If you are familiar with Jared Diamond, you know what to expect in this book with a very catchy title. If you aren’t familiar, here is a quick introduction for you.
Jared Diamond is an American geographer, historian, and anthropologist. He is the author of popular books in human evolution and human history. ‘Guns, Germs and Steel’ is a Pulitzer Prize winner work of fiction. In the book, he talks about how the environment played an important role in favoring some societies.
In New Guinea, a friend (Yali) asked Jared:
Why is it that the white people developed so much cargo and came with it to New Guinea, but we black people have little cargo of our own?
In response to that, Jared presents a more specific question.
One should rather ask why did white Eurasians dominate over other cultures? And
‘Why did the rate of progress differ so much for cultures on different continents?’
The book is a ‘nontechnical account of human evolution’ in which Jared tries to answer this question. There are four parts to the book.
Part I- From Eden to Cajamarca
From its appearance on the planet, the human species underwent many evolutionary changes. In the first chapters, you will read a quick recap of the history from over 7 million years ago to 13000 years ago, when the human civilization started rising in different regions of the world.
In Australia, people were experimenting with watercraft. This had a great role in extending the range of humans. At the same time, there was a mass massacre of almost all the large mammals in Australia as well as America.
In the ancient Polynesian society, the environment had a great impact on lifestyle. The island life was the most important factor in determining the progress of different cultures.
Part II- The Rise and Spread of Food Production
In the second part ‘The Rise and Spread of Food Production’, Diamond shows how the environment played an important role in determining the methods of food production.
Under these influences, different cultures adopted their unique properties. The environment then determined which cultures chose to be farmers and which chose to be hunter-gatherers. The tools and weapons they developed as well as the skills they adapted were also the product of their environment.
The choice of food gathering then had an important role in determining how a civilization succeeded. Diamond says that hunting and gathering was a better method with less effort.
However, agriculture allowed food production for an area. As a result, the population thrived in those areas. The societies with agriculture grew stronger and could defeat the hunter-gatherer societies because of their larger population. Therefore, agricultural societies spread in the world.
The next shift was the domestication of wild plants and wild animals. As humans tried to domesticate all the mammals, certain species evolved, and some disappeared.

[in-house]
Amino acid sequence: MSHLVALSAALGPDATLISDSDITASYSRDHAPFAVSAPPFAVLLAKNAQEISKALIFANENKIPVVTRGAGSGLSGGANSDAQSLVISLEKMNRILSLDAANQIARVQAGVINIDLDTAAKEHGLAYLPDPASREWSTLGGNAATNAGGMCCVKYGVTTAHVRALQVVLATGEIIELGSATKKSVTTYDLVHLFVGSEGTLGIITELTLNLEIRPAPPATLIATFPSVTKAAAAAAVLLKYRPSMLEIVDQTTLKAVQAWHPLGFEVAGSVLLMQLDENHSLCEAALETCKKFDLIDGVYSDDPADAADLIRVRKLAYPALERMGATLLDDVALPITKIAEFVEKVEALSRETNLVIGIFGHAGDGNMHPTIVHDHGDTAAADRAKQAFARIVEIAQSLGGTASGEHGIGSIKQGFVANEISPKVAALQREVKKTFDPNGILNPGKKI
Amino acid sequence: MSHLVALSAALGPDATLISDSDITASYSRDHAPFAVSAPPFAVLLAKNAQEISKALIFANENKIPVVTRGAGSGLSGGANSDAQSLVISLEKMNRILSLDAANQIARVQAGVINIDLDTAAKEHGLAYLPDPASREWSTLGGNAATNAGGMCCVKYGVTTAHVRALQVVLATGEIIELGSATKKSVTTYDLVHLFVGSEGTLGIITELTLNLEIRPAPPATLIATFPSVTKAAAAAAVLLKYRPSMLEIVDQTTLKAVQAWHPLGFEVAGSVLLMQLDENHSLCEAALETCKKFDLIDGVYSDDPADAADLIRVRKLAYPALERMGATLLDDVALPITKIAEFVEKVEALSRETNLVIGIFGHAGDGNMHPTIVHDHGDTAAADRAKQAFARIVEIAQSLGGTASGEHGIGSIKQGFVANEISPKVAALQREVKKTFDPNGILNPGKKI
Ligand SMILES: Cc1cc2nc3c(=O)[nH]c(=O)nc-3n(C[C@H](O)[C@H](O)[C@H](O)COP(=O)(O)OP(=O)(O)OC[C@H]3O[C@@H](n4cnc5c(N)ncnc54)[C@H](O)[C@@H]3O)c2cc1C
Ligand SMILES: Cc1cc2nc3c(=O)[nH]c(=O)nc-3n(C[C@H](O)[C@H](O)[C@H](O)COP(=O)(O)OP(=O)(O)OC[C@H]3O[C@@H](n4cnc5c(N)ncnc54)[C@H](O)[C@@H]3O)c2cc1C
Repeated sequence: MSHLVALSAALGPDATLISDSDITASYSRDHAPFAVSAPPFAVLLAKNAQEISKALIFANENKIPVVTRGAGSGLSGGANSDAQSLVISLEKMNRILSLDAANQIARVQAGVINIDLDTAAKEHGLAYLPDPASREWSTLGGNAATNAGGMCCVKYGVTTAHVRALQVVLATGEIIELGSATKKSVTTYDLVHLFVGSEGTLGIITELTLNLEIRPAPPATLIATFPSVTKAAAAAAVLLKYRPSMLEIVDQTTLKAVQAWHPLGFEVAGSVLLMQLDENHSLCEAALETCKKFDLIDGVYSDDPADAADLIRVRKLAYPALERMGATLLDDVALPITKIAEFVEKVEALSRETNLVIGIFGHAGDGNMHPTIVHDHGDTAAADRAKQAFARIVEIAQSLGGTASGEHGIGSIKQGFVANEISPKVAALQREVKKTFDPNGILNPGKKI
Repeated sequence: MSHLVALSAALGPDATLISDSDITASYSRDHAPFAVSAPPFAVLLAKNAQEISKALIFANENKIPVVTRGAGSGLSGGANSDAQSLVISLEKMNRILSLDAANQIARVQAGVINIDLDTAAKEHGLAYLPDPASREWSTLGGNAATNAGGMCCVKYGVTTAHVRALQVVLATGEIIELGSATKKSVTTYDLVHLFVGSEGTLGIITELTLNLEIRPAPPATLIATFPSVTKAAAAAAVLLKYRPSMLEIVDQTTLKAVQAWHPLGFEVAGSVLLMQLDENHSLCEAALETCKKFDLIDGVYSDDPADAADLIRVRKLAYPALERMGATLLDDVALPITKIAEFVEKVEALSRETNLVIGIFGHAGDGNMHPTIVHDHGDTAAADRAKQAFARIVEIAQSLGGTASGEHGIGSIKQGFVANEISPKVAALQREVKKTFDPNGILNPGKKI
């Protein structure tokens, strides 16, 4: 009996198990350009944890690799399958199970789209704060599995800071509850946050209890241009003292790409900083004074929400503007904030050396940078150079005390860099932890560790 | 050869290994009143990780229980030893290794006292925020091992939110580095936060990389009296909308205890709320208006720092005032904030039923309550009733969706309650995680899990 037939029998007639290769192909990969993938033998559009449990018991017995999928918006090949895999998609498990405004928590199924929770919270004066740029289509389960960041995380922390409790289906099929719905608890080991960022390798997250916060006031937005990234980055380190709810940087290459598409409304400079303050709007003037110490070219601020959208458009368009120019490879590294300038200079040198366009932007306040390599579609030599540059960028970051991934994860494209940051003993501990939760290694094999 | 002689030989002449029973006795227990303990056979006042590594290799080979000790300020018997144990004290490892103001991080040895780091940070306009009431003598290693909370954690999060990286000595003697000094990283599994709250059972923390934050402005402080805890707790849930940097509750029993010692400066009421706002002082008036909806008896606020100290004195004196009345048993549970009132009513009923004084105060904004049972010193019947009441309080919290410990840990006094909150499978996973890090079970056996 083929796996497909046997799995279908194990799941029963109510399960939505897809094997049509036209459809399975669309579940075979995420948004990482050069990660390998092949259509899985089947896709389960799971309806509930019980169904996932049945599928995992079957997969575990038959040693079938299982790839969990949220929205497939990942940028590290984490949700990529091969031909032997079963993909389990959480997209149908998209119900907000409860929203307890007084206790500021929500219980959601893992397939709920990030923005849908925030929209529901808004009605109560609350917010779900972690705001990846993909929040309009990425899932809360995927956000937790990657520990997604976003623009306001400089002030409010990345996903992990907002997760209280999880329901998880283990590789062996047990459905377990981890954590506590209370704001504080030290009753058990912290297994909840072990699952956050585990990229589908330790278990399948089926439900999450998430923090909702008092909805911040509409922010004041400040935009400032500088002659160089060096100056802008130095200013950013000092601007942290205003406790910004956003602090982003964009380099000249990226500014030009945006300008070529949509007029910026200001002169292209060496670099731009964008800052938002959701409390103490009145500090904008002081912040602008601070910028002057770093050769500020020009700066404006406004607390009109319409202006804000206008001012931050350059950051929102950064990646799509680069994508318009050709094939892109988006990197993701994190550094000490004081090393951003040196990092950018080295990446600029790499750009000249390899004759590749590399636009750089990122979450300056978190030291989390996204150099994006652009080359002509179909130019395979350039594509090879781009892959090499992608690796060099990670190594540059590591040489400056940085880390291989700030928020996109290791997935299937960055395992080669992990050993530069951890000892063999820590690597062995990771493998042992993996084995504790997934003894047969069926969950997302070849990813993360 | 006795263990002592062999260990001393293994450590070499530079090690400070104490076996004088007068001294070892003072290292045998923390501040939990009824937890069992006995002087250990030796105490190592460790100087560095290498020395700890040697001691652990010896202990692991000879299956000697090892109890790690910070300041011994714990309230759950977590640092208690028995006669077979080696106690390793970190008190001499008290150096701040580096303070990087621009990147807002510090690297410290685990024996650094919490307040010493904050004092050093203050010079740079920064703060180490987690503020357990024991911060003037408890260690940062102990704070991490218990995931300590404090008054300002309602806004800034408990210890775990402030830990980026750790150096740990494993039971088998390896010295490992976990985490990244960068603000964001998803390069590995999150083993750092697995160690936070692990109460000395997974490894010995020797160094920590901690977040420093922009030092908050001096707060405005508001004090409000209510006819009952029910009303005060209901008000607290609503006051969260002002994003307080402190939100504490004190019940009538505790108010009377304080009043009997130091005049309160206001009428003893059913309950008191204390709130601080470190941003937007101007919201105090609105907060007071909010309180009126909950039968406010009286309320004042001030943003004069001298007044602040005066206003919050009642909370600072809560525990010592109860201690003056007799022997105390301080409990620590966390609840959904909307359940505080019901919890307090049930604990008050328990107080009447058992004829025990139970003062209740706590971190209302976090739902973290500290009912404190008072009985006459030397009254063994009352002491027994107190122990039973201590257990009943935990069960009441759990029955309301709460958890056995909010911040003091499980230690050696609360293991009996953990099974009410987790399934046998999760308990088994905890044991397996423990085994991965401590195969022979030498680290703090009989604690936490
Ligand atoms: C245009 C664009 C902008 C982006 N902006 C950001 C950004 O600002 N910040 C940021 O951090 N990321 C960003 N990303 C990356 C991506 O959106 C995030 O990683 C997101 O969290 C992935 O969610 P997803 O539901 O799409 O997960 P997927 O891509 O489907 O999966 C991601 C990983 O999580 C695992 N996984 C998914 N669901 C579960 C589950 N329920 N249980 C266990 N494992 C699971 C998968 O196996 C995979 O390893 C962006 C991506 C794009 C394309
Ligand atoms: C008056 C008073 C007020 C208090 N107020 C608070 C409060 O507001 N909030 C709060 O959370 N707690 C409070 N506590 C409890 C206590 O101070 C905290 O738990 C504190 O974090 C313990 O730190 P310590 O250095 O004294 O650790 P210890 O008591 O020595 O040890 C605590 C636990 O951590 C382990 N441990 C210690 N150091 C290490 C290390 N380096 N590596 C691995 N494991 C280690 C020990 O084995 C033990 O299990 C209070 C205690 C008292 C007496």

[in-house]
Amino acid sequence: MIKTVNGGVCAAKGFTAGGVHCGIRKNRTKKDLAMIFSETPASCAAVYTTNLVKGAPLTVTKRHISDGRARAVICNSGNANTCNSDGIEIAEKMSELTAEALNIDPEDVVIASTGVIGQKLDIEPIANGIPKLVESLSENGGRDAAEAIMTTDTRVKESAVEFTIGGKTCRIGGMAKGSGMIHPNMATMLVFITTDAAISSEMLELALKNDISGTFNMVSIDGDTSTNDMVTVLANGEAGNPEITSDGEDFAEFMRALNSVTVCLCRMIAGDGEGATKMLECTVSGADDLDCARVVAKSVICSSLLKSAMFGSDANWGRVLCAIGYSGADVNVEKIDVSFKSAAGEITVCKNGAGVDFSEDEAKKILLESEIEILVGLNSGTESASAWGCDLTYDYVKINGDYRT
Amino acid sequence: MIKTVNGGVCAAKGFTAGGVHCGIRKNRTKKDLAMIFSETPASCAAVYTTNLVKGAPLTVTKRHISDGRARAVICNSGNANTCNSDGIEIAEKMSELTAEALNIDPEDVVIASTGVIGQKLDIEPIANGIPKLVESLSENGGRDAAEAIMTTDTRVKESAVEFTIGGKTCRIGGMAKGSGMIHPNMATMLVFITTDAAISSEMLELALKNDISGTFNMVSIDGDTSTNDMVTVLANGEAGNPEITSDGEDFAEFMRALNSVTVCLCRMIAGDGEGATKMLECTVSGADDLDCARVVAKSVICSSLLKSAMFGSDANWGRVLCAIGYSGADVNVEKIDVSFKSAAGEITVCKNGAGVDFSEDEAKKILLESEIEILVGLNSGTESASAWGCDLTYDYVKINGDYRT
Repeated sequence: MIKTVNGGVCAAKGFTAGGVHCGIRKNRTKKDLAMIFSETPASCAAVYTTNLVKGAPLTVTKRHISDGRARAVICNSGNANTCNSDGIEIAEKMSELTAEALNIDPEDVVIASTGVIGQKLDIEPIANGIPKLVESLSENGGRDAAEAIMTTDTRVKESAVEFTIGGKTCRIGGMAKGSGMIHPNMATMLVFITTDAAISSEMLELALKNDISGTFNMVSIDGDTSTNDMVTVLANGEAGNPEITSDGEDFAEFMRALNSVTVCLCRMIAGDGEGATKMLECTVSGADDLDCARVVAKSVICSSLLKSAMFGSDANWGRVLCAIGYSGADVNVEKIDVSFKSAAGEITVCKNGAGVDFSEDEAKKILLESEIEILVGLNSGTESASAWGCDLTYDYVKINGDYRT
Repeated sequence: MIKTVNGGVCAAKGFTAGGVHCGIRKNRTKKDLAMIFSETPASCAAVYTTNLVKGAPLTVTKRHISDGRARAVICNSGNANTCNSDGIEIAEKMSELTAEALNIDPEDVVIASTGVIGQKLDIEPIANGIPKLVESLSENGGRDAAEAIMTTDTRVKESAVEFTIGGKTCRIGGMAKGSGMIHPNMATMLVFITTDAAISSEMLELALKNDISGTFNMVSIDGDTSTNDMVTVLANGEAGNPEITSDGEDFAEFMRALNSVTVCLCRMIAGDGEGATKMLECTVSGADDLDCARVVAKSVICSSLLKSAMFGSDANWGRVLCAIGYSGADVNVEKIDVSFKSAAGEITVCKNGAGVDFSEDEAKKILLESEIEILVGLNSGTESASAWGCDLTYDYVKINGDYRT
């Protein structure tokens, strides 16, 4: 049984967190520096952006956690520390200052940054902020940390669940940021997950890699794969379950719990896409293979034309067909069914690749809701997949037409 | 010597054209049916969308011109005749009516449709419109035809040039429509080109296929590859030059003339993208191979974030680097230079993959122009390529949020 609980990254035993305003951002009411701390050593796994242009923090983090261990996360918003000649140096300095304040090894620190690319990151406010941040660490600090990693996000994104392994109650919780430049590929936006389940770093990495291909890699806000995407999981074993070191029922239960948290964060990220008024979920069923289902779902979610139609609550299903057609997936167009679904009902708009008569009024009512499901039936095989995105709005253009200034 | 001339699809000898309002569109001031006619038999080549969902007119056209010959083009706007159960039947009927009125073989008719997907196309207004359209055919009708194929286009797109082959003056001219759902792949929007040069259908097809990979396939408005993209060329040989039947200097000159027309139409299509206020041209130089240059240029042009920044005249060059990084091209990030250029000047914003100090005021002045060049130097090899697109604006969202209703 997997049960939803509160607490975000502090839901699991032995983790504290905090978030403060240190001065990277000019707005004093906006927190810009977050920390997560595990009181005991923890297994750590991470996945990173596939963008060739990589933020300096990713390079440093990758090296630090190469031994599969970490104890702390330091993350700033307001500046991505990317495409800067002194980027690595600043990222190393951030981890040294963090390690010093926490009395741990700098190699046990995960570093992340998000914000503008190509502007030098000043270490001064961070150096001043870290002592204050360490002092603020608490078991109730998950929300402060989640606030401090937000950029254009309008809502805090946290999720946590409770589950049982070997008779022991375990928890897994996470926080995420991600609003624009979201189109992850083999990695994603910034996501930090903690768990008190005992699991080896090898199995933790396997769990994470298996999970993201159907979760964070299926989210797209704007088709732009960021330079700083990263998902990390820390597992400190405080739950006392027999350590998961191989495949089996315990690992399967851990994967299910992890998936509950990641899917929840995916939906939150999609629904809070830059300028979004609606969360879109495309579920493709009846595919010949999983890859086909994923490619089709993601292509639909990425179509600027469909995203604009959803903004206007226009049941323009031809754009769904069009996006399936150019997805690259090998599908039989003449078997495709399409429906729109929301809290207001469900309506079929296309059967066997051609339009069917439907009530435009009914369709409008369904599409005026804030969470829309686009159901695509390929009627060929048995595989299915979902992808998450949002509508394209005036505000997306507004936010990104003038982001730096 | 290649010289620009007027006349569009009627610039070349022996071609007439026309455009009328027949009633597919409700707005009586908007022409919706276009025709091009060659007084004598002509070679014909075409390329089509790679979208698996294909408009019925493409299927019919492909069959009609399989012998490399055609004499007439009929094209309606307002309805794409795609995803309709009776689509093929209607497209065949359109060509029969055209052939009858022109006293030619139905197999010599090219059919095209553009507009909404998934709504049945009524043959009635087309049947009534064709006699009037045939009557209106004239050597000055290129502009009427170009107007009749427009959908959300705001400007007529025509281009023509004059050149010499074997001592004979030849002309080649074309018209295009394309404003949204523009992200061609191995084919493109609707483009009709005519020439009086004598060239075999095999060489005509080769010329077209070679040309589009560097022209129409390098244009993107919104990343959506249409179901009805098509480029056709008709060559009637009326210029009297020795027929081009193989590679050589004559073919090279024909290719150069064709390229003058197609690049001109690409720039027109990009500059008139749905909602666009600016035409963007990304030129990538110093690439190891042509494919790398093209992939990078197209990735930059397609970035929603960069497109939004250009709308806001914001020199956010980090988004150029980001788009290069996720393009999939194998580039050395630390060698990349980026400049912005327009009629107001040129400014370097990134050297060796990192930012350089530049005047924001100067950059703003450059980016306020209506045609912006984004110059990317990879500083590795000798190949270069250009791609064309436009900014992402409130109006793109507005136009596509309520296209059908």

In short, this chapter answers the question by stating what immediate factors were behind the success of the British. Also, this tells how they developed those factors throughout history.
Part III- From Food to Guns, Germs, and Steel
In this part of the book, Diamond explores the rise of germs in the world at that time. In Great Britain, with the industrial revolution, came unwanted guests-the black moths. The dirt, smoke, and debris all around supported the growth of moths.
Likewise, as societies focused on domesticating animals, they got exposed to more and more germs. The germs wiped out some hunter-gatherer societies, while the agricultural societies survived and developed immunity against them. He explains the ‘science’ behind this geographical inequality in this part of the book.
As societies advanced, they developed writing skills. Writing at that time was considered as a symbol of an advanced society. This made way to the advent of technology and inventions.
The societies with larger populations and better life expectancy had more opportunities to advance in technology, invent new things and make new experiments.
The geographical positions then determined the advancement of the societies. You can see that the environment once again favored societies with better methods of food production. The advancement that reached the other societies actually diffused through these primary centers.
Politics followed technological advancements. People developed belief systems and followed them religiously. The ones who followed the same myths and beliefs started uniting in the names of politics.
The increased interest in politics leads to the formation of groups, bands, tribes, chiefdoms, and states. This also made it necessary to form armies and expanding their explorations.
Part IV- Around the Word in Five Chapters
In the final chapters, Diamond applies all the notions learned and explored in the previous chapters to Australia, New Guinea, and China. Moreover, he explores the history of the last 13000 years of the world, and more specifically, the rise of the Europeans and their collision with the Native Americans.
These chapters provide further evidence to support what we had been reading so far, the role of the environment in the history of the societies and the landscape of the world.
What’s fascinating about the ‘Guns, Germs and Steel’ is the story-telling way in which Diamond takes step by step through the course of history. He tells you in a very interesting way that it was intelligence or smartness that lead to the success of the Europeans over the Native Americans in history, it was the geographical location that favored their rise.
Serving since 28th December 2008.